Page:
"The most celebrated instance of also corrupt practices involves the Georgetown Magisterial District where unbelievably, millions, literally millions of dollars of revenue mysteriously disappeared and cannot be accounted for and very occasionally, revealed to have been swindled, to have been stolen, by the lesser minions in the magistracy," Luncheon said.

Asked whether magistrates have been found or observed being involved in corrupt practices, Luncheon said: "I have absolutely no doubt that they are involved, absolutely no doubt."

In this regard, he noted that the Government has joined a large number of "commentators of such things" who have pronounced on corrupt practices in the justice administration.

Luncheon, however, said it was unfortunate that the Government's initiative to have the main Opposition People's National Congress Reform (PNC/R) involved in the investigation "was unrewarded".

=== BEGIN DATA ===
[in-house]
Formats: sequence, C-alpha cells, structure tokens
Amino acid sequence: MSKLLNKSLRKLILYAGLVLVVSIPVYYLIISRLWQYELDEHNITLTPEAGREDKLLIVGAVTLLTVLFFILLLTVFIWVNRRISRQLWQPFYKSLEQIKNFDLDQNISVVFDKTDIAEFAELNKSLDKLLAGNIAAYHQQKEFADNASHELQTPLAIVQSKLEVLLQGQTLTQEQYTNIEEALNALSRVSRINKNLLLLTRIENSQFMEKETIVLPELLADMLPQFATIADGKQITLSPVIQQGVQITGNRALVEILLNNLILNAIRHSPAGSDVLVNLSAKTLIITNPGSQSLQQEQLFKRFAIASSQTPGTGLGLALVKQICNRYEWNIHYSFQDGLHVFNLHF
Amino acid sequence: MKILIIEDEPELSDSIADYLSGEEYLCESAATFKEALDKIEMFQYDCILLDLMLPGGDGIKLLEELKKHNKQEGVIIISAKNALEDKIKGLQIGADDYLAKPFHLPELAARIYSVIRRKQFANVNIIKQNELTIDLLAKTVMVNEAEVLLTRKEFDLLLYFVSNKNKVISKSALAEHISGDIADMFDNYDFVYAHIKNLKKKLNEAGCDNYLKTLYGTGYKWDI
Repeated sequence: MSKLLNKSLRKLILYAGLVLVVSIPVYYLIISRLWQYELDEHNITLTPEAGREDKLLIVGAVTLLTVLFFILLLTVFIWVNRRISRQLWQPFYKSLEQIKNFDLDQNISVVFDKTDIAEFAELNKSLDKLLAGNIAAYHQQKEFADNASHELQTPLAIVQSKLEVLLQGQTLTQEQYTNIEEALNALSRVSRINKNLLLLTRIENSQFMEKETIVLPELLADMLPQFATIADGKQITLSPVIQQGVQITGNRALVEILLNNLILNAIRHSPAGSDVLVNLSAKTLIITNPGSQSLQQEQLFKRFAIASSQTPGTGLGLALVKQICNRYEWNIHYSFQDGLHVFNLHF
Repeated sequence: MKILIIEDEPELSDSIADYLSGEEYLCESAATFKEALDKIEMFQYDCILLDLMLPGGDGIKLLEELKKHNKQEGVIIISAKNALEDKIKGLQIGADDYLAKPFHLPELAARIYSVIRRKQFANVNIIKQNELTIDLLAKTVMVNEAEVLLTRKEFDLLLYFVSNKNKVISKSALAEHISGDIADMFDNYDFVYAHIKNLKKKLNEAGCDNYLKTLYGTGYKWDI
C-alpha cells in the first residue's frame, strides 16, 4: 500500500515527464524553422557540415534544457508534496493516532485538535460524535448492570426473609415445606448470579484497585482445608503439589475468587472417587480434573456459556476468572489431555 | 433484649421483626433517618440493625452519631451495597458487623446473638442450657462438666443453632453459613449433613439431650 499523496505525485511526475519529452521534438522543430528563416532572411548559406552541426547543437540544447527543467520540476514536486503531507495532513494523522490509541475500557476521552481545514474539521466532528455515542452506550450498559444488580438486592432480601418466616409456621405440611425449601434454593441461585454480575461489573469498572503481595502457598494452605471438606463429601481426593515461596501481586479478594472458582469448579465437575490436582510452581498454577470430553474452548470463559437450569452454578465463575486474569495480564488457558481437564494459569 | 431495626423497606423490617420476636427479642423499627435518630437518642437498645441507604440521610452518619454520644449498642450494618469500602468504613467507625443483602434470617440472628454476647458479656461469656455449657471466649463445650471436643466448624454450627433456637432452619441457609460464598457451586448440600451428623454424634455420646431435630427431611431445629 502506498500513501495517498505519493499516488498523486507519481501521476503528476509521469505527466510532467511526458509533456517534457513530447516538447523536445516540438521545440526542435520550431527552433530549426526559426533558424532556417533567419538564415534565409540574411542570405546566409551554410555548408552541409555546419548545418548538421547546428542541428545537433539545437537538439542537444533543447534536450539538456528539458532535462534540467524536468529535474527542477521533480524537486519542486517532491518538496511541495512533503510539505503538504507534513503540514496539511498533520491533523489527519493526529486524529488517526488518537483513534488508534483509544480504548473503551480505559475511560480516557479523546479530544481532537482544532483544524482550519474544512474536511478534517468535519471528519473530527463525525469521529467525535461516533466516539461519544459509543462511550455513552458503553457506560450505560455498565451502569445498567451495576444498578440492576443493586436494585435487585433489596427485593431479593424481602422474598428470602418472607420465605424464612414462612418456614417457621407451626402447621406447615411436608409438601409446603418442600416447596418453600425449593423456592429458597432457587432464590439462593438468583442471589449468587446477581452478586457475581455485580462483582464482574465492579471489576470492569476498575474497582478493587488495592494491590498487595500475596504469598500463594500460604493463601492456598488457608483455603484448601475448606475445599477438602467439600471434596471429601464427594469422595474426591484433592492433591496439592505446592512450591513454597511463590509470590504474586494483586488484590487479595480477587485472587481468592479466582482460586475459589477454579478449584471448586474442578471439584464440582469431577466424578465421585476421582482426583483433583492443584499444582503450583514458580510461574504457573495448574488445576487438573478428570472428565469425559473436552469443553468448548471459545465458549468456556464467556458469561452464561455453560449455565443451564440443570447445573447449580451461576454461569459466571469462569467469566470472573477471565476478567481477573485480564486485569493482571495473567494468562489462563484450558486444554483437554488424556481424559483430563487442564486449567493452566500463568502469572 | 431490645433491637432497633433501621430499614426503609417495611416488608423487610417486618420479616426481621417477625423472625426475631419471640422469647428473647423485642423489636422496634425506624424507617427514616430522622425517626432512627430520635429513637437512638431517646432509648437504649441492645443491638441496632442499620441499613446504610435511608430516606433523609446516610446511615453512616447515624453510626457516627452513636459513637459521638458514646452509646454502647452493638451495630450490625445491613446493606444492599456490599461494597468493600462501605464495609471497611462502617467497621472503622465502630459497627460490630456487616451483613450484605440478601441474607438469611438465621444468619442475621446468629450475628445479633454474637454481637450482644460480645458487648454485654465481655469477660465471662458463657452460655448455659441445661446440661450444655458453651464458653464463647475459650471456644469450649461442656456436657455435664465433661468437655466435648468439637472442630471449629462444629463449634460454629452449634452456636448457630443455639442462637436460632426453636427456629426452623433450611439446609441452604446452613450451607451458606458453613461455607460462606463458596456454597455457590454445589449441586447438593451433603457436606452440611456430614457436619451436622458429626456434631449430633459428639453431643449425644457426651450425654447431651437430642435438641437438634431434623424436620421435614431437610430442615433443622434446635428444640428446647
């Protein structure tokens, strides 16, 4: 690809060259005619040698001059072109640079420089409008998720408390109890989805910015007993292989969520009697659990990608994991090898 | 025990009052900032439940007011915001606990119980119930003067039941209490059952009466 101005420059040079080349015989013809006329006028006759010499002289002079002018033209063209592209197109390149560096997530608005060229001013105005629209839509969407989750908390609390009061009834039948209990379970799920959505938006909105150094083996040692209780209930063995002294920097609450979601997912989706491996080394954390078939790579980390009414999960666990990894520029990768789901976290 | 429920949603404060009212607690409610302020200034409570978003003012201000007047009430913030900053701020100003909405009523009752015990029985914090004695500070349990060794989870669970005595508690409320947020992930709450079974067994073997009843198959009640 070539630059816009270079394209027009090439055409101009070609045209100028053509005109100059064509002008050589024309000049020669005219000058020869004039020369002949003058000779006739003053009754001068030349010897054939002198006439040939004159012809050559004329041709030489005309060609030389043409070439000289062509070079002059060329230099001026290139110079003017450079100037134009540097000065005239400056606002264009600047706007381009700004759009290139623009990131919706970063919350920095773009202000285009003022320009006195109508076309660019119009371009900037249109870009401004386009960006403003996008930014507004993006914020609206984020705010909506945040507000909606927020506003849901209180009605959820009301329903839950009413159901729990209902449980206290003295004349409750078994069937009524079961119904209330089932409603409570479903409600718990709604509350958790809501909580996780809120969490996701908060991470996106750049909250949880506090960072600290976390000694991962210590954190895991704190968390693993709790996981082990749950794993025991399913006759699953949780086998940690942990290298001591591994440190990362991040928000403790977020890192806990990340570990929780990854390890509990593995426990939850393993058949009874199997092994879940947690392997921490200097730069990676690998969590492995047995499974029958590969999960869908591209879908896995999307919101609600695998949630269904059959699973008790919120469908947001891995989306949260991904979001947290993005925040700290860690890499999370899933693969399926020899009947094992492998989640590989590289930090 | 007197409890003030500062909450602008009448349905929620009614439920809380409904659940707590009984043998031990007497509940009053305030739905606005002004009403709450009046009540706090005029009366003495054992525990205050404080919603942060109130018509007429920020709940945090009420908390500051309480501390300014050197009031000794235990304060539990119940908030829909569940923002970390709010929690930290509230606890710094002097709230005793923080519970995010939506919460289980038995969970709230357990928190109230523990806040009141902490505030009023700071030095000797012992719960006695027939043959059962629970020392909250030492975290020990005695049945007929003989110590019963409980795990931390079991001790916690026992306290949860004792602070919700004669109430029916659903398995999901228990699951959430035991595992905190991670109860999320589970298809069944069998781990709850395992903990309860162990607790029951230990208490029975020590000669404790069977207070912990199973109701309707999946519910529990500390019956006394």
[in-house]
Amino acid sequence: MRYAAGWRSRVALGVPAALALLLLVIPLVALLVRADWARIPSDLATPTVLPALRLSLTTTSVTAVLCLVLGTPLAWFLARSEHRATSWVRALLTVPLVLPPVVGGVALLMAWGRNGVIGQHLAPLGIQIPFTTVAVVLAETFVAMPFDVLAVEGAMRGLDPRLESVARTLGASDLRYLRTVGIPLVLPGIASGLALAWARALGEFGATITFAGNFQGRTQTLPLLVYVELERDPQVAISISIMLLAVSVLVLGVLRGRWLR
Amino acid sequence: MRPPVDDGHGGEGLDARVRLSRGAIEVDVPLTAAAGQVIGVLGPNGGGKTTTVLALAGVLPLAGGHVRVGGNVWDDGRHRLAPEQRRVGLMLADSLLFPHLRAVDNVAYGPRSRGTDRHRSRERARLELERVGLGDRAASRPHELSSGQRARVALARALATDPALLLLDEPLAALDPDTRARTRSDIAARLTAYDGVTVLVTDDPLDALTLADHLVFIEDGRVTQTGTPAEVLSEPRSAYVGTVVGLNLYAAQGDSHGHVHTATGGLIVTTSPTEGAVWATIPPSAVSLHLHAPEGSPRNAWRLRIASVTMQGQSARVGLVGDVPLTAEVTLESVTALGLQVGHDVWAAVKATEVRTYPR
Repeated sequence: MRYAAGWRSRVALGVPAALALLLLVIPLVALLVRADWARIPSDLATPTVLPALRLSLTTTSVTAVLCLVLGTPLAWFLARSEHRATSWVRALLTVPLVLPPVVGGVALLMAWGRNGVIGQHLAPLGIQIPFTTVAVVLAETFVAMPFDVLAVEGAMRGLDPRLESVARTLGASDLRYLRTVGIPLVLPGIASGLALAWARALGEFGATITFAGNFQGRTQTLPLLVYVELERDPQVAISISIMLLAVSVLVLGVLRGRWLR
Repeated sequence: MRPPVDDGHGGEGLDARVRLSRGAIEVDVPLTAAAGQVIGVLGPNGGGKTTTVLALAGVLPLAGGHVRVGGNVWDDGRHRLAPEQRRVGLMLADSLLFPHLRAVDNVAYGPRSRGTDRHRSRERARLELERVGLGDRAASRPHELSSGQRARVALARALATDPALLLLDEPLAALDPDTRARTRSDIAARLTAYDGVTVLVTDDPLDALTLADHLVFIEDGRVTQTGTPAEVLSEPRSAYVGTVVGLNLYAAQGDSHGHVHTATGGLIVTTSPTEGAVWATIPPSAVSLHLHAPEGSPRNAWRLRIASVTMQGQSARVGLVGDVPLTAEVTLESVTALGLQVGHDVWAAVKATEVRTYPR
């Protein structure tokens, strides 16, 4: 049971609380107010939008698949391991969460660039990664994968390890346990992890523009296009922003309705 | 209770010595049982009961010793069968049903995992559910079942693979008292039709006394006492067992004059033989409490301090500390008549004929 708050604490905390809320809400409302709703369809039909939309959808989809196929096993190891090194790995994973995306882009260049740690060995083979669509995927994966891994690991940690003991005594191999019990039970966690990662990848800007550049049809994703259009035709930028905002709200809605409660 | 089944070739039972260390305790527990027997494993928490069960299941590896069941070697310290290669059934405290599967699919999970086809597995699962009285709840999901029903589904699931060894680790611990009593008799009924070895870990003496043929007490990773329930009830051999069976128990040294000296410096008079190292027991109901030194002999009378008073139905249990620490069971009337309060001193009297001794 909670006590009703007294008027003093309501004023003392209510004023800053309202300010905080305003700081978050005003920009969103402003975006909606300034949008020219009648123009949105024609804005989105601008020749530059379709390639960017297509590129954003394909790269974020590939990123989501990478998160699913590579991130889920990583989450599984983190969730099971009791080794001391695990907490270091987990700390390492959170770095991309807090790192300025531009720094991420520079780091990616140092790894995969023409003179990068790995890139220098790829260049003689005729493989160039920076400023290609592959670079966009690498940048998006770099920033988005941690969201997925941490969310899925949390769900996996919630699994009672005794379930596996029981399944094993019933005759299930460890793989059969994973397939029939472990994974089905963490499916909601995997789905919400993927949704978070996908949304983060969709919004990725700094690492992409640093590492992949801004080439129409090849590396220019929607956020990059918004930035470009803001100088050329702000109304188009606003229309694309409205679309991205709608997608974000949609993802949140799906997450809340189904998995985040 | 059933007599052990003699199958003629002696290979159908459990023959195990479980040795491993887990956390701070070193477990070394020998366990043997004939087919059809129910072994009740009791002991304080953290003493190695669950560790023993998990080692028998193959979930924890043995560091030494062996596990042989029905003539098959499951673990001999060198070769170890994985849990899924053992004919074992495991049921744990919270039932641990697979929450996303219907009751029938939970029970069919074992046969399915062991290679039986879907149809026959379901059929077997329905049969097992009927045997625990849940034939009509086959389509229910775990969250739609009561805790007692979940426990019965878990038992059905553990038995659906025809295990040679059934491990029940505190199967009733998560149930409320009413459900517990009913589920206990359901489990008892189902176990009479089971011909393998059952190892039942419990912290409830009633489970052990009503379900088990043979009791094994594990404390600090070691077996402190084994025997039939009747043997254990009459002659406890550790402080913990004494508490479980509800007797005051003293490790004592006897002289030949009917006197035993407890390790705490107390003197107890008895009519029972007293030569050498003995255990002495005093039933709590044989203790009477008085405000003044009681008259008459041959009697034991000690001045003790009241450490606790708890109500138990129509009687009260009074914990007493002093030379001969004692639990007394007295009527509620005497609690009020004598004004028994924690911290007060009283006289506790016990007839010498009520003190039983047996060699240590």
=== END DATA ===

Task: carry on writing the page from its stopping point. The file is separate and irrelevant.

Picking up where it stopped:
The PNC/R has reportedly turned down a request from the administration to participate in ongoing audits in the judicial administration, particularly an audit of the Supreme Court Registry.

"We are pressing ahead with our investigation. I think it is a topical matter and is of such importance that the disinclination of the Opposition to participate could not be allowed to frustrate our efforts to identify the nature and those responsible for corrupt practices," Luncheon said.

"We have appointed an investigative team to be involved in the investigation, involving the Auditor General, the CID and such like and we are moving ahead."

According to Luncheon, the information from the investigation would be provided to the Judicial Service Commission and to other relevant bodies for them to take the necessary action.